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CD94 and a novel associated protein (94AP) form a NK cell receptor involved in the recognition of HLA-A, HLA-B, and HLA-C allotypes.

Authors
  • Phillips, J H
  • Chang, C
  • Mattson, J
  • Gumperz, J E
  • Parham, P
  • Lanier, L L
Type
Published Article
Journal
Immunity
Publisher
Elsevier
Publication Date
Aug 01, 1996
Volume
5
Issue
2
Pages
163–172
Identifiers
PMID: 8769479
Source
Medline
License
Unknown

Abstract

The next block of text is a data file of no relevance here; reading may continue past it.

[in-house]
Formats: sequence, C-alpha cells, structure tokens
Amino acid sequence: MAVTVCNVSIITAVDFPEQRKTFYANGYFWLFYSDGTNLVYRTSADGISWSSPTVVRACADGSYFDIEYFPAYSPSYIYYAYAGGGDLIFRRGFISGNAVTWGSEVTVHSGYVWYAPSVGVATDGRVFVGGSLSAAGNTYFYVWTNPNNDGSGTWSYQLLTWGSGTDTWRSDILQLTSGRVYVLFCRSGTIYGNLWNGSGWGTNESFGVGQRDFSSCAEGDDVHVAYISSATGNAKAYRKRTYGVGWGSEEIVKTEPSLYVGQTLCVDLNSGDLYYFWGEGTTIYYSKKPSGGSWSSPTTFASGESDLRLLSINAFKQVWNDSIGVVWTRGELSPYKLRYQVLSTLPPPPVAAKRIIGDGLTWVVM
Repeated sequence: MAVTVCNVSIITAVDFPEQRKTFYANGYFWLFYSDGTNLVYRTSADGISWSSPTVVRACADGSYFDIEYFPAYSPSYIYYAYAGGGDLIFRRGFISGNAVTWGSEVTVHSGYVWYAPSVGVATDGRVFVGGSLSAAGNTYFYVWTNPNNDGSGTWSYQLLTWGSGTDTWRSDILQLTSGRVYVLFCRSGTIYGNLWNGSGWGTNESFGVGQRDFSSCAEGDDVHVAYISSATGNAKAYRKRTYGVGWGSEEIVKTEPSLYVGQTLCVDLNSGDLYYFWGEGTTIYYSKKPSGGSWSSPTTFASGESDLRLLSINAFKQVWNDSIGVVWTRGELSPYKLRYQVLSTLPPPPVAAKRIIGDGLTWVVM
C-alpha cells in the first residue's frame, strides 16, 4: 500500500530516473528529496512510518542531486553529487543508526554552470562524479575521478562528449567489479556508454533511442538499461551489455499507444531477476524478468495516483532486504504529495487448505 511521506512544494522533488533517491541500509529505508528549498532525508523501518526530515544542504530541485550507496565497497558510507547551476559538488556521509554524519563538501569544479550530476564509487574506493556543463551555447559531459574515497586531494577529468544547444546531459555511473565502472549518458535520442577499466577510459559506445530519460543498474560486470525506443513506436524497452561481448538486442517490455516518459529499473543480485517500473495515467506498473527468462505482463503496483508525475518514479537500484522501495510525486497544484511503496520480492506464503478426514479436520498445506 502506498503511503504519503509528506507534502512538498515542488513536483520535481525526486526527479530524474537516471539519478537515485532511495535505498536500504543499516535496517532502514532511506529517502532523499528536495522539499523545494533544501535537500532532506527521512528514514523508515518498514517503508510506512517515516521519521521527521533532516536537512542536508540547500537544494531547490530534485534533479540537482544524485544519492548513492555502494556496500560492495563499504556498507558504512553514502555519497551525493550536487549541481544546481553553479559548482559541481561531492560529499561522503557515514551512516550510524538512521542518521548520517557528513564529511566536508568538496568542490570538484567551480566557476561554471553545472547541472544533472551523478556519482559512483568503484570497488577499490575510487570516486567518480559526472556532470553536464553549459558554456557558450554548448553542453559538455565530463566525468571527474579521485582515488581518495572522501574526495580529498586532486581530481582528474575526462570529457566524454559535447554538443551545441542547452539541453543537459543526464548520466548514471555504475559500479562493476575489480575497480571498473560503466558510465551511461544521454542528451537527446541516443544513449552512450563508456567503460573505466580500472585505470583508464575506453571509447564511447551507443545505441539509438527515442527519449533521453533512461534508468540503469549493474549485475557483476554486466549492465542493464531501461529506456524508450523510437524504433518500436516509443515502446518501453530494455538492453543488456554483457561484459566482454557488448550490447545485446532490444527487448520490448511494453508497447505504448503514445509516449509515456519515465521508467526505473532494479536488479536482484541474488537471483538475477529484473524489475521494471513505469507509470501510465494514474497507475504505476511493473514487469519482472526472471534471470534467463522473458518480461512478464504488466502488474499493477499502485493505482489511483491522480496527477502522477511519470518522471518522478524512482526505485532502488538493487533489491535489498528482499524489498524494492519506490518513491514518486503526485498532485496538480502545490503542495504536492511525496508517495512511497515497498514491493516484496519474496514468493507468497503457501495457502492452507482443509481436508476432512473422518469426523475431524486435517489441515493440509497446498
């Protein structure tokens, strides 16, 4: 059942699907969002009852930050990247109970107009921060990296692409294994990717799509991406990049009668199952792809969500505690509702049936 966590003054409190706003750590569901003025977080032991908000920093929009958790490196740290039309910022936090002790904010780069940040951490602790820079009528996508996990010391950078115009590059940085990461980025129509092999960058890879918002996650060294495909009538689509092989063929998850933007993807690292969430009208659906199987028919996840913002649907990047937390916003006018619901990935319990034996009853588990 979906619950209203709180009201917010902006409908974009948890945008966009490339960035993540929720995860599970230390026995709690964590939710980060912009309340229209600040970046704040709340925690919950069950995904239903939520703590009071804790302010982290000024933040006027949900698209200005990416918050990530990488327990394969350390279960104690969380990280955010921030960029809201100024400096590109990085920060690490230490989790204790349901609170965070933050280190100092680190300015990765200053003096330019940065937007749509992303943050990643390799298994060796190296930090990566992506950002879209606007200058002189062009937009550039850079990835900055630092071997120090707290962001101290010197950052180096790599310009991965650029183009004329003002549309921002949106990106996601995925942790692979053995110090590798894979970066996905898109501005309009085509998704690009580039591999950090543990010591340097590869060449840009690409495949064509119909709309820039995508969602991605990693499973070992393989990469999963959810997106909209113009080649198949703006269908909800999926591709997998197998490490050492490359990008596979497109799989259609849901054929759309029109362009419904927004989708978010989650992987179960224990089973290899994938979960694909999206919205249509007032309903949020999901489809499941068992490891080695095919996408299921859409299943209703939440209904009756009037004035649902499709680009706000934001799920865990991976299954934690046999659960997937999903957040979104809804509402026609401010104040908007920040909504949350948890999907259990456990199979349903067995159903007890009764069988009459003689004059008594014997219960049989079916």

Whereas the human killer cell inhibitory receptors (KIRs) for HLA class I are immunoglobulin-like monomeric type I glycoproteins, the murine Ly49 receptors for H-2 are type II homodimers of the C-type lectin superfamily. Here, we demonstrate that human NK cells also express C-type lectin receptors that influence recognition of polymorphic HLA-A, HLA-B, and HLA-C molecules. These receptors are heterodimers composed of CD94 chains covalently associated with novel tyrosine-phosphorylated glycoproteins (94AP). Some NK clones recognize a common HLA-C ligand using both KIRs and CD94-94AP receptors. These findings suggest the existence of human inhibitory MHC class I receptors of the immunoglobulin and C-type lectin superfamilies and indicate overlap in ligand specificity.

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